Home News Annual cost inflation for housebuilding continues to slow, says BCIS

Annual cost inflation for housebuilding continues to slow, says BCIS

Annual housebuilding cost inflation, as measured by the BCIS Private Housing Construction Price Index (PHCPI), continued to cool in Q1 2024, standing at 0.7%, down from a peak of 15.3% in Q2 2022.

On a quarterly basis, this represented a 0.3% increase compared with Q4 2023, according to the latest data from the Building Cost Information Service (BCIS).

The BCIS Private Housing Construction Price Index is a measure of the prices paid by housebuilders for constructing houses and flats, including the changes in the costs of direct and subcontracted labour, plant and materials, overheads and profit attributed to the construction, but excluding the cost of land and other development costs and any development profit.

A range of small, medium and national housebuilders are surveyed each quarter to identify the change in prices paid for constructing a standard house type. Contributors are also asked to provide their expectations for price changes in the following quarter and the mean of these projections is published as a forecast for the current period.

BCIS chief data officer Karl Horton said: “Among the comments from respondents was the suggestion that while the costs and supply of materials are relatively stable, the planning process and getting approvals remains one of the largest obstacles.

“Both Labour and the Conservatives have pledged to address housing shortages through planning reforms.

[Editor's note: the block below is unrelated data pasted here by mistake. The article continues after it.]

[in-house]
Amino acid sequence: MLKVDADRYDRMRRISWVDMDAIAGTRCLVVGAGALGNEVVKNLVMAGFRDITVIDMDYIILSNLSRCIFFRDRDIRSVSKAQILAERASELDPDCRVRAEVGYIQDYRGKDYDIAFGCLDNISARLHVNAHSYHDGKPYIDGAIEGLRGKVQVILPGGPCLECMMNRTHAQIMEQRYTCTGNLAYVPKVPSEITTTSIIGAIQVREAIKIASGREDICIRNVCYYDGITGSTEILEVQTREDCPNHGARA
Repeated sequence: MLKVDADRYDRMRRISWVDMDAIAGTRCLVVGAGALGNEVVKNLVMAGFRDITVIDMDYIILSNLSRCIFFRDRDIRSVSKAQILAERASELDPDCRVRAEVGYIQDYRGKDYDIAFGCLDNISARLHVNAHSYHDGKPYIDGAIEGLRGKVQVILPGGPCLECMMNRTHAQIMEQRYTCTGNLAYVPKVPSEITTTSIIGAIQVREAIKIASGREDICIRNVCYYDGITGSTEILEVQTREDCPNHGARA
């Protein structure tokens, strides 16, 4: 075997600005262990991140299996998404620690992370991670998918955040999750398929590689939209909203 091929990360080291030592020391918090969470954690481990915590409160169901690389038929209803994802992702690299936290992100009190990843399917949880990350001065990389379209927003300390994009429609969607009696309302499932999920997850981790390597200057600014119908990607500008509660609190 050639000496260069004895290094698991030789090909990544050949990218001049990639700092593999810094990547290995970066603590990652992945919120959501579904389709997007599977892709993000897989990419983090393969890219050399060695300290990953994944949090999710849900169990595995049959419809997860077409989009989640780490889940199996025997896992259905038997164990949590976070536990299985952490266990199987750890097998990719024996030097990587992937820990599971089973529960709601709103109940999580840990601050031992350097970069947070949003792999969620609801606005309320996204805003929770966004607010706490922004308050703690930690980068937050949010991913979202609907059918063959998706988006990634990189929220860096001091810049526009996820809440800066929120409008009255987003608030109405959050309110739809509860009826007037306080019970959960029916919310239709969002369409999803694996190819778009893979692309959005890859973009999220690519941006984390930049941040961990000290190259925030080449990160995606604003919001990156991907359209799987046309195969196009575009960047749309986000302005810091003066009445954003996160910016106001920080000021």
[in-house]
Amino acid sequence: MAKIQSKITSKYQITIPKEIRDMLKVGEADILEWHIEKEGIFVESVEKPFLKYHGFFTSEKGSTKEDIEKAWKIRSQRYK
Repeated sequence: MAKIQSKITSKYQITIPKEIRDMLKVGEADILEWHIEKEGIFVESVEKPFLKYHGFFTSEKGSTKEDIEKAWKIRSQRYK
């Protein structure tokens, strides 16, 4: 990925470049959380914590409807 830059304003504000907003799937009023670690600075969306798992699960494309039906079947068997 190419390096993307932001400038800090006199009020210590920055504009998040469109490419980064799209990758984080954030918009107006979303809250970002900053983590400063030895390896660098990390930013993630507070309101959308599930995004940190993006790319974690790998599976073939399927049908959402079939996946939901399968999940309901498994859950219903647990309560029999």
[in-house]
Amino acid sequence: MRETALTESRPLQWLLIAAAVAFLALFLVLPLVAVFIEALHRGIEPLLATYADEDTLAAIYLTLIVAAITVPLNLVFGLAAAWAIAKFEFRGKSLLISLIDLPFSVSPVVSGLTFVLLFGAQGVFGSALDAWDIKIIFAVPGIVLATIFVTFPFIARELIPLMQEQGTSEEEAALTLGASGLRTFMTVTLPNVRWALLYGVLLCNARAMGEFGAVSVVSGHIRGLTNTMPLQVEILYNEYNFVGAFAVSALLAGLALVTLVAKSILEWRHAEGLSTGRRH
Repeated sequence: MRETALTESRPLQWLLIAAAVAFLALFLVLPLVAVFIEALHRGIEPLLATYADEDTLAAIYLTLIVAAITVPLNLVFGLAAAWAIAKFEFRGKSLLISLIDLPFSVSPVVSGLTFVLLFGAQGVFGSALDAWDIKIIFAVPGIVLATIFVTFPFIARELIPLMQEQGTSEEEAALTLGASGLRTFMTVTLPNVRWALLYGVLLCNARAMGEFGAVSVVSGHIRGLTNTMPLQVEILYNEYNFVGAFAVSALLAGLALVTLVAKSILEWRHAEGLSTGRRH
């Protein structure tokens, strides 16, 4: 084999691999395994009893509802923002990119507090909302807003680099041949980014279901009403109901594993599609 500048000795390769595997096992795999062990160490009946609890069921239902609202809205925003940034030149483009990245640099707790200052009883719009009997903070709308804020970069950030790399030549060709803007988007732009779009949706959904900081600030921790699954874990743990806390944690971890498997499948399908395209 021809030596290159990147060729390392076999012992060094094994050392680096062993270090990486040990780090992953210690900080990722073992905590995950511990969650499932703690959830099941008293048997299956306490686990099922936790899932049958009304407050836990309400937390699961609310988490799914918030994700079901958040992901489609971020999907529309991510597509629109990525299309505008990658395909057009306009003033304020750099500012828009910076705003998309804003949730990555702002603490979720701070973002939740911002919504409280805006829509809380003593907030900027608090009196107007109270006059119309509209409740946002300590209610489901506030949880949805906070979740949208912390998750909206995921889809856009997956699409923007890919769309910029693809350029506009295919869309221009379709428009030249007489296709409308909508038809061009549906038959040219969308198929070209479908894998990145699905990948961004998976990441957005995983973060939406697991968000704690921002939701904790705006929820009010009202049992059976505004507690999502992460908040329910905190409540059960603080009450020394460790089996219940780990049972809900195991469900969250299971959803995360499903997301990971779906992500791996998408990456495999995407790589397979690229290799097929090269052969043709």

“Although headline inflation has eased, with the Bank of England’s base rate held at 5.25% and household budgets still stretched, residential output is likely to be impacted for some time.”

In Q1 2024, 43% of respondents pointed to an increase in materials’ costs being behind the overall increase. A total of 29% said they had experienced increased labour costs and 14% reported both materials and labour costs rising. 

A small minority, 5%, reported a decrease in materials costs. A further 5% said they had experienced lower labour costs. An increase in subcontractors’ costs was also reported by 5%.

The BCIS Materials Cost Index showed an increase of 0.3% in the first quarter of 2024, following two quarters of declining growth. The BCIS Labour Cost Index saw 1.5% quarterly growth in 1Q 2024.

Looking to Q2 2024, the housebuilders surveyed said they expected to see another slight increase in costs, an average of 0.3%.


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